About COEXISTential

I'm a psychology graduate, about to undertake a Masters. I did my first degree at 36 for various reasons, and am contunuing in my education for better reasons. The focus of my research is the psychology of morality, and thus also religion and politics. The focus of this blog is to apply my learnings from this research to the tricky problem of fixing the world. I am a progressive liberal, humanist, and agnostic-atheist, but the individuality of my principles is more important than the labels under which they broadly fall. So let's talk about life, the universe, and everything, and how best for us humans to exist within it.
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4 Responses to A mosque, muppets, and the media

  1. Bill Thomson 52 Ex Forces says:

    I wouldn’t necessarily “Jump” to the conclusion that the perpetrators were indeed White English………there are many in the “UK Community” who do not Like the Islamic way of life and the Undertakings of some of its more Radical Followers.

    I would elaborate but that in itself would brand me “Racist”, Mosques are being attacked in Direct Response to the Slaughter in a London Street of a Young man Purely because he was “White”.

    The perpetrators of that abhorant act were “Radicalised” young Londoners, Radicalised for what purpose…..what is the mindset of those amongst us who live and enjoy the Benefit of this Nation, that they feel the Hatred of their Host Country?

    • But there isn’t “an Islamic way of life” any more than there is a Christian one… let’s face it, the Bible allows for slavery and the beating of children, but thankfully very few people who have adopted a ‘Christian way of Life’ adhere to these tenets. Even if the arsonists were responding to the attack on Rigby, they’re still wrong, because vigilante justice is no justice at all.

  2. martin Fowkes says:

    The word Racist has been hijacked. If you say anythingunpleasant about any culture that you do not share then you are considered “Racist”. If you are against Immigration then you are “Racist”.
    Although Islam is perhaps the worlds most fundamentalist religion, which supports repression of women(Saudi Arabia), genital mutilation (Male and female)Theocracy, any attack on it is calssed as racist which is why the left wing would rather attack European Religions.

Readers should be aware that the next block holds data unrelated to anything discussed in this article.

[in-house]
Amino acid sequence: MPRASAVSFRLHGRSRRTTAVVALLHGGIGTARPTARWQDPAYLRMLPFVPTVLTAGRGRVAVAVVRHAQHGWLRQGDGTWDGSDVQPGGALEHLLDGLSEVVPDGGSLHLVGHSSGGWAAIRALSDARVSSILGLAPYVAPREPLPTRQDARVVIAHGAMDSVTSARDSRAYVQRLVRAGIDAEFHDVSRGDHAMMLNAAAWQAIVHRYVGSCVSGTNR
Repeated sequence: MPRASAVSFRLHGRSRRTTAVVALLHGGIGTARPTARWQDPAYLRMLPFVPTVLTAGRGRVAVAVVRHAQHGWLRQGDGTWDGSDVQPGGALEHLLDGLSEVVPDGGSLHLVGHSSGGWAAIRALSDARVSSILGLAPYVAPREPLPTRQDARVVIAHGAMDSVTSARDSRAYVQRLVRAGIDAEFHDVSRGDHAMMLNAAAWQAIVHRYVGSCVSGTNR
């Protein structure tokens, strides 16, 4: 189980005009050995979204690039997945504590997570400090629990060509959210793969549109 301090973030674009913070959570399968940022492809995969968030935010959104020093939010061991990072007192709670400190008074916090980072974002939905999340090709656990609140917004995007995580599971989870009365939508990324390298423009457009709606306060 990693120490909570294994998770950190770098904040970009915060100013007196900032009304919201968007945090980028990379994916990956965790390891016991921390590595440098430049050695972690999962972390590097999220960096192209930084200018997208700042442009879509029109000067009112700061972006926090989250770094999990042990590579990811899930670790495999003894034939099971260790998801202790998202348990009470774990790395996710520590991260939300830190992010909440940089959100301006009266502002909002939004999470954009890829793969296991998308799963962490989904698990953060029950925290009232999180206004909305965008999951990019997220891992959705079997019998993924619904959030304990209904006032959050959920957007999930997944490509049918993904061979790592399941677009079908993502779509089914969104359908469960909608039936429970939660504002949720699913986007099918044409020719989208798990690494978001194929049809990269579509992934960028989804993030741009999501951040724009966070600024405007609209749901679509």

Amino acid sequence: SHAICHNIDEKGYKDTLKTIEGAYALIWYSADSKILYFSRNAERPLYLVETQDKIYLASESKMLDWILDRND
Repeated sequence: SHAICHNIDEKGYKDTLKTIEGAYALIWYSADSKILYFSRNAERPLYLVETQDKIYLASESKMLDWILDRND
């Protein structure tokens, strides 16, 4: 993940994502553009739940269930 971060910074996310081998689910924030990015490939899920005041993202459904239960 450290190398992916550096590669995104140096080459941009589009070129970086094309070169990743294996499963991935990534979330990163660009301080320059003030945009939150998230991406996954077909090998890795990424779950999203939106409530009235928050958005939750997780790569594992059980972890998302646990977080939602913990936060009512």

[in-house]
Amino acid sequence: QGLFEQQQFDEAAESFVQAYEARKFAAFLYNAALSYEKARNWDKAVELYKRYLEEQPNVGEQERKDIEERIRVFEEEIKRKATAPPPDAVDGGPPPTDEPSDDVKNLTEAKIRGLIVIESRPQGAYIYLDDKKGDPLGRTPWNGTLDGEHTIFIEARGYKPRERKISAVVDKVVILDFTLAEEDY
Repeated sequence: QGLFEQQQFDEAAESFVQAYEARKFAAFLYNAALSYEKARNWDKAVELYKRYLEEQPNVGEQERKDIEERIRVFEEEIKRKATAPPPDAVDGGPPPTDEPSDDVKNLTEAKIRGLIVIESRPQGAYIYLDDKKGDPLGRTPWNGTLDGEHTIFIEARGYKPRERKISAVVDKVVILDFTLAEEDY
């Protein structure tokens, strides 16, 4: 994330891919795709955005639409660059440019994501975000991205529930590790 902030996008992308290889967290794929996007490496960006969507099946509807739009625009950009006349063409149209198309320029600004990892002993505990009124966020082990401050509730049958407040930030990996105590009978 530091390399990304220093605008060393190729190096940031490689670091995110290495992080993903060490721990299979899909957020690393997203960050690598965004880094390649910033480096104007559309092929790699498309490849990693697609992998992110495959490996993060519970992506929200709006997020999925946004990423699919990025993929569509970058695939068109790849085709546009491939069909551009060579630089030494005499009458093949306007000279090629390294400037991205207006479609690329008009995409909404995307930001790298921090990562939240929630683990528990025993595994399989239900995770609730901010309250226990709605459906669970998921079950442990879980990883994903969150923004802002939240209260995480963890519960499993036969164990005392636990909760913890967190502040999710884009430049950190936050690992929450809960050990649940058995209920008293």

• It’s certainly true that the word racist has been hijacked, it’s also true that it has been misused for a long time. For example, the idea of there being “reverse racism” (i.e. black on white), which is just racism. Affirmative action is closer to being reverse racism in that it tries to be prejudicial in a positive fashion, but it’s still racism.

      Islam is not a fundamentalist religion, it may have more fundamentalists, but a religion cannot be, in and of itself, fundamentalist. Fundamentalism refers to the way in which a religion is followed by certain people. This abundance of fundamentalists may have more to do with Islam being 600 years younger than Christianity, and due to having Christianity bloodying its nose constantly, from the Crusades, to the (re)creation of Israel, to American foreign policy since then. Religion, after all, is almost invariably a reaction to fear and uncertainty.

      The repression of women in Islam is equally proclaimed, but not equally practised, in Christianity:
      1 Timothy 2:12: But I suffer not a woman to teach, nor to usurp authority over the man, but to be in silence.
      Ephesians 5:22-24: Wives, submit to your husbands as to the Lord. For the husband is the head of the wife as Christ is the head of the church, his body, of which he is the Savior. Now as the church submits to Christ, so also wives should submit to their husbands in everything.

      If a woman submits in all things, is she any more than a slave?
      1 Peter 2:18: Slaves, submit yourselves to your masters with all respect, not only to those who are good and considerate, but also to those who are harsh.

      All this said, I will still hold people to account for pointing out the “pedophilia” of Mohammed without noting similar pederasty in the courts of Europe far more recently (and the laws of the UK and the US that allowed sex with 10 year olds: http://bit.ly/1dqPj1Q – see footnote nine), but strongly disagree with anyone’s right to use Mohammed’s example as a precedent for their own pedophilia.

      Is that a sufficiently even-handed treatment of both Islam and “European religions”? (Ignoring that Christianity was also founded in the Middle East, by definition.)